The Louvre Reopens and the Art News of the Week 22 – 28 June

The Louvre Museum in Paris, will open for the first time in almost four months. Christie’s will offer seminal paintings by Adrian Ghenie and Cecily Brown as part of ONE: A Global Sale of the 20th Century on 10th July 2020. Recently, the largest ceremonial site in the UK has been discovered buried right next to Stonehenge. New York museums have been organizing digital happy hours as a way to connect with their audiences.

The Louvre reopens next week

June 26, 2020 – Via artnet.com

PARIS, FRANCE – MARCH 01: The Louvre Museum in Paris, the most visited Museum in the World, which shut today over concerns over France’s coronavirus outbreak, after staff voted not to open on March 1, 2020 in Paris, France. France has reported 100 cases of the Covid-19 virus, and in an effort to curb the spread of the virus the French government has banned all indoor gatherings of more than 5,000 people. (Photo by Kiran Ridley/Getty Images)

The world’s largest art museum will reopen on July 6. The Louvre Museum in Paris, will open for the first time in almost four months. But the experience of future visitors will be affected after the isolation caused by the Coronavirus. The institution announced this week that all guests aged 11 and older will have to wear masks and all visitors will have to book a time to enter.

Only 70 percent of the museum’s 925,000 square-foot will be open to the public. The cloakroom will be closed, signs will guide gallery visitors in a one-way direction, and suitcases and other large bags will not be allowed in.

The sections set aside for the public will be the most visited sections of the site. The list includes the areas dedicated to 19th-century French painting, the Italian, Spanish, and English painting rooms, the Greek and Roman antique galleries, and the museum’s great successes such as the Winged Victory of Samothrace and the Venus de Milo.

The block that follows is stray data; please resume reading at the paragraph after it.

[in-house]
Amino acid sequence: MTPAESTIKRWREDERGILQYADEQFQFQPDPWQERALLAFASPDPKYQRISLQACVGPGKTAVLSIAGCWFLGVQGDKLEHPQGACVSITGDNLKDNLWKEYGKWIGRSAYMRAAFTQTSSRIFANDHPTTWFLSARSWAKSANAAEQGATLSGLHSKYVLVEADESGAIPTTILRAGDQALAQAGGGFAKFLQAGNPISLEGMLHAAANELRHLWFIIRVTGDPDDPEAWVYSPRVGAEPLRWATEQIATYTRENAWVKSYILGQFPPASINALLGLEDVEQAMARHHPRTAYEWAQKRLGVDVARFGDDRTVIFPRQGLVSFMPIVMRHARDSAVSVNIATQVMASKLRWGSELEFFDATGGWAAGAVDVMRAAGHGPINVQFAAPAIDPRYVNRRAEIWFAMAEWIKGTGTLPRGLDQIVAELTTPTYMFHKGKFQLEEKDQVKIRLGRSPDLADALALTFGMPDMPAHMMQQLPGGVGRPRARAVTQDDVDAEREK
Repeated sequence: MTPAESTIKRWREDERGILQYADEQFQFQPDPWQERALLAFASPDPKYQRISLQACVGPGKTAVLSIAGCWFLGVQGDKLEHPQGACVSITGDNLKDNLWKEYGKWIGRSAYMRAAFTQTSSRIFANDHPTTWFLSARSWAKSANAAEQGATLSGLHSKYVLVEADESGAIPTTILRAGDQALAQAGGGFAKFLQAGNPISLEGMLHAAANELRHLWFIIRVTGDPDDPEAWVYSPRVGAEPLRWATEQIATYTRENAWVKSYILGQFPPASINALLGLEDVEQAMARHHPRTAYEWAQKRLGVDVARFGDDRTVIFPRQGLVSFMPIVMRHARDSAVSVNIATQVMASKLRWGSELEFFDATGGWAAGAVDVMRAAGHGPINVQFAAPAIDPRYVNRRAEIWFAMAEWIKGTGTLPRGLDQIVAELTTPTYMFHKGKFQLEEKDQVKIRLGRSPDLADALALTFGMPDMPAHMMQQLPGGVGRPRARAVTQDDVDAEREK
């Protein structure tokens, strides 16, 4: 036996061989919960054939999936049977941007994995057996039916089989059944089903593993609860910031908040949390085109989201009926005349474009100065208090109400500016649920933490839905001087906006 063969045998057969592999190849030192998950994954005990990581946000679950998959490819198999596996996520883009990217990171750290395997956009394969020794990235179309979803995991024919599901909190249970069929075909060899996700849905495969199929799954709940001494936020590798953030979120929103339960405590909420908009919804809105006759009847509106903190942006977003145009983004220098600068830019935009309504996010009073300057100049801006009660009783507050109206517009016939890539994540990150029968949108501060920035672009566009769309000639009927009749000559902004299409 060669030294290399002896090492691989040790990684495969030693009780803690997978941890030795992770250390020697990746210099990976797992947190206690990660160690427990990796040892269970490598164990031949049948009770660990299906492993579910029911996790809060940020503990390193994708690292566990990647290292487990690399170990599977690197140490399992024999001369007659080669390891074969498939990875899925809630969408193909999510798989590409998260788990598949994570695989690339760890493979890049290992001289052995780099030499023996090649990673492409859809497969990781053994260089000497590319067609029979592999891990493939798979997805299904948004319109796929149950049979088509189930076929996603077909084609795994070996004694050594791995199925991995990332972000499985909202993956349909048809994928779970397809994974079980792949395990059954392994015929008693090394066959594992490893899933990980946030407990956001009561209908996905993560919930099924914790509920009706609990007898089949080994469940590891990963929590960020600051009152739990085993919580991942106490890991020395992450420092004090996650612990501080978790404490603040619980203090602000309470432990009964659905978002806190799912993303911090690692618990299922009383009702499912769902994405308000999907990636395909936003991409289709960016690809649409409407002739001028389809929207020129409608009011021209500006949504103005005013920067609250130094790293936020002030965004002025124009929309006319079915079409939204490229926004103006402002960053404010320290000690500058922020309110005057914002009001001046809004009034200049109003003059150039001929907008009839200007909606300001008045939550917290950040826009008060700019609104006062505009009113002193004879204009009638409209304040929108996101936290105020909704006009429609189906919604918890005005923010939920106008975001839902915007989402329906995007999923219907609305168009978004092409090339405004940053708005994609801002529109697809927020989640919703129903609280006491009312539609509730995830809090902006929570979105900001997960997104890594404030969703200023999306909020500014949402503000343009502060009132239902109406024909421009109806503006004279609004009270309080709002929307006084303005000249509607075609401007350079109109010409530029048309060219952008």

The Louvre’s new policies can be a boon to art viewers. For those waiting to see Leonardo’s masterpiece, there is something very attractive about this new type of museum visit. The Mona Lisa, which previously could only be seen by a large number of acquisitions, will now be open for viewing by only two visitors at a time and in 10 to 15-minute increments.

Louvre President Jean-Luc Martinez explained in an interview with the New York Times that “On average, more than 75 percent of the museum’s visitors are tourists. This figure rises to 80 percent during the high summer season. After the terrorist attacks of September 11, 2001, we lost 40 percent of our visitors, and it took us three years to get back on track.”

“After the 2015 terrorist attacks in France and other parts of Europe, we had another 40 percent drop, but everything was back to normal after a year. This time, we don’t know what will happen. Our worst-case scenario is that it will take us three years to return to our normal visitor levels,” Martinez told the Times.

London session ONE: A Global Sale of the 20th Century

June 22, 2020 – Via artdaily.com

Adrian Ghenie, The Arrival 3, 2015. Estimate: £3,000,000-5,000,000. Christie’s Images Ltd 2020.

Christie’s will offer seminal paintings by Adrian Ghenie and Cecily Brown as part of ONE: A Global Sale of the 20th Century on 10th July 2020. “The Arrival 3” is an outstanding large-scale painting by Adrian Ghenie, an extraordinary two-meter wide cinematic vision, dating from 2015 and priced at £3,000,000-5,000,000. Arrival represents Dr. Josef Mengele: the infamous Nazi doctor, a character that is repeated throughout the artist’s work.

While the title of this work can be seen as a reference to Mengele’s arrival in exile in South America, or more broadly, the advent of a new and dark chapter in European history, it also evokes the sense of revelation that Ghenie seeks to inspire in his viewers. Inspired by his own upbringing under the totalitarian regime, Ghenie is fascinated by the way we view the past.

“Carnival and Lent” from 2006-2008 have an estimated price of £4,000,000 – £6,000,000. this work exemplifies Cecily Brown’s mastery of oil painting. This 2.5-meter canvas with textures, wrapping colors and marbled pigment spots were inspired by Pieter Brueghel’s 1559 masterpiece The Elder ‘s “The Struggle between Carnival and Lent”.